Image courtesy Flickr.com
Goodbye, Facebook character profile; hello, Snapchat story.
In my last post, I described some of the benefits I’ve reaped as mentor to my student teacher, Leo Spengler. In today’s post, I pass the mic to Leo to share about the innovative Snapchat lesson he conceived and implemented as part of our sophomore English course’s argument unit. Many teachers have relied for years on the fake Facebook page activity (“Fakebook”) as a “hip” and relevant way for their students to think about literary characters. Facebook, now, has been passé to my students for about five years, so I’ve been without a good social media-based lesson for as long as I’ve been a teacher. I highlighted this Snapchat lesson in my last post and share about here today because it captures the innovative thinking that a student teacher can bring to a mentor’s classroom and illustrates how just about any social media platform can serve an educational purpose. Please read on to see my questions about the lesson and Leo’s responses concerning the overview, background, and reflection on his lesson. Continue reading
As a teacher, there’s a lot of pressure to have the perfect first day of school. After all, this is the day you make your first impressions on your new students, and it’s the day you set the tone for the rest of the year. If you’re like me, the first day of school also the only specific day of the year you have nightmares about.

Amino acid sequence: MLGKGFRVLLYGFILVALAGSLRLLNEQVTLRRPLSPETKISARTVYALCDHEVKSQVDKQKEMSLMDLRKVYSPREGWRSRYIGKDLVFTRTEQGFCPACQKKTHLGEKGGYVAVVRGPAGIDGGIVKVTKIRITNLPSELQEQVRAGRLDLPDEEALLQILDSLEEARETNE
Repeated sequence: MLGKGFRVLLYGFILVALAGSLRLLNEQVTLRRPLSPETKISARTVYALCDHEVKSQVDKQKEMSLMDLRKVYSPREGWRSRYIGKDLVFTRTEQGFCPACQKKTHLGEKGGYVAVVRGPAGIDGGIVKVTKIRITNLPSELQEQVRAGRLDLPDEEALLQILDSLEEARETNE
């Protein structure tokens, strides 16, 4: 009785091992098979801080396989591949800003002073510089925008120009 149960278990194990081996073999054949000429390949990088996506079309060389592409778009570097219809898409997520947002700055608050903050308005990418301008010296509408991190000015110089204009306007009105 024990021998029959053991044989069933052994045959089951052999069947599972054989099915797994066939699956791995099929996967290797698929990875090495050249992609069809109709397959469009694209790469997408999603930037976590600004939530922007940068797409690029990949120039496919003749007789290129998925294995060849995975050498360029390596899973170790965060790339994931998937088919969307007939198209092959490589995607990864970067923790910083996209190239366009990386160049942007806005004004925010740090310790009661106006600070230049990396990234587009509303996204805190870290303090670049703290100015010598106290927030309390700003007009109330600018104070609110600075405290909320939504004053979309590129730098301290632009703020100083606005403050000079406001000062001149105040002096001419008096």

It’s no wonder that one of the best-selling teacher books of all time is called The First Days of School (co-written by Harry and Rosemary Wong, the book is now in its fourth edition and has sold nearly 4 million copies).
I spend more time planning my first day of school every year than any other day because I know what’s at stake and because I know how anxious I will inevitably be on that day each time a new group of 25-40 students walks through my door for the first time that school year. As a student teacher four years ago, I was lucky enough to observe five different teachers’ first day lessons and found the experience invaluable in planning my eventual first first day of school. So, in today’s blog post, I want to offer you a glimpse into my first-day routine and the way I approach planning for the big day. Continue reading
As part of a group research project for an education policy class I took a few years ago at UC Irvine, some classmates and I interviewed Tim Jamison, who was the president of the Irvine Teacher’s Association. My most salient memory of that interview is still the suggestion he gave us as new educators: “Monitor and adjust.” I didn’t appreciate the profound importance of his pithy advice at the time, but I’ve since come to understand how central those two verbs are to the art of teaching.
I monitor my students’ learning and adjust my practice to various degrees on a regular basis. For example, I’ll notice that an explanation of a concept is met with confused faces, so I offer my students a new analogy to help them understand my instruction. Or, I might see from a formative assessment that more than half of my sophomores are struggling to integrate textual evidence into their expository writing, so I clear a few days to spend an entire class period each on two methods, breaking the skill down into small steps, modeling the process, and giving students plenty of practice and individual feedback. Very recently, I had occasion to put this mantra to use on a larger scale: substantially revising a six-week unit a week into teaching it. Continue reading